Some people need to realize that there are some bad seeds in the world and no amount of “talking” will end their actions. Otherwise, this site would be unnecessary.

      • Heather

        Actually, it’s a pretty common technique that isn’t reserved for children. Focusing on behavior rather than on someone’s inherent personality has been the aim of the management techniques we use in our workplace. While it certainly won’t change someone’s thoughts who enjoys being a racist jerk, it would help to change people’s actions who don’t realize what they’re doing/saying is racist. Of course, there will always be some folks you SHOULD treat like children, but we can usually tell the difference between the two.

      • Neurochick

        @RVCBard, I LOVE that. 

      • dersk

        No, I think the point was that we should try to communicate effectively. Focusing on the behavior and not the person is generally a lot more effective than, say, trying to get them to shut up by mocking them. If you see what I mean.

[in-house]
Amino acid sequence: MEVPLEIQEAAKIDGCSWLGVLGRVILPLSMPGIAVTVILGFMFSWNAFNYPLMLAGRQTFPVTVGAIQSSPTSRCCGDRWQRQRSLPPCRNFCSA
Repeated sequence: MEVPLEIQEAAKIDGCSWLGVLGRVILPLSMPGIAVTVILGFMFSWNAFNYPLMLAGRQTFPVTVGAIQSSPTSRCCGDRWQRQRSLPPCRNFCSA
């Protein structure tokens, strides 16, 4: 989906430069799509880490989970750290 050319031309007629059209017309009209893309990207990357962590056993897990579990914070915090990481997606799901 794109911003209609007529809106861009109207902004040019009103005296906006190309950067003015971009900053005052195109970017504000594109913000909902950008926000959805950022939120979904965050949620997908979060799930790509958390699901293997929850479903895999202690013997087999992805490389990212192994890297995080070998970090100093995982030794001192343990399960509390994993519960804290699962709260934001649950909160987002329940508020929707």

• http://rvcbard.blogspot.com RVCBard

      So are you saying that we should treat grown-ass White folks like children? 

      OK. Then if that’s the case, how about we established some rules appropriate to their level of development? Such as:1. Sit down.2. Shut up (and listen).3. Dinner first, then dessert (ie, do your homework before claiming cookies).4. Clean up your mess.5. You get equal say when you pay equal bills (aka, when you have to live with racism the way POCs do).

  • Grace

    OMG–full of So. Much. #WIN!!! I’m trying to rewatch so I can get some quotes, then sharing. :-)

  • Grace

    OMG–full of So. Much. #WIN!!! I’m trying to rewatch so I can get some quotes, then sharing. :-)

  • Grace

    OMG–full of So. Much. #WIN!!! I’m trying to rewatch so I can get some quotes, then sharing. :-)

  • Grace

    OMG–full of So. Much. #WIN!!! I’m trying to rewatch so I can get some quotes, then sharing. :-)

  • Grace

    OMG–full of So. Much. #WIN!!! I’m trying to rewatch so I can get some quotes, then sharing. :-)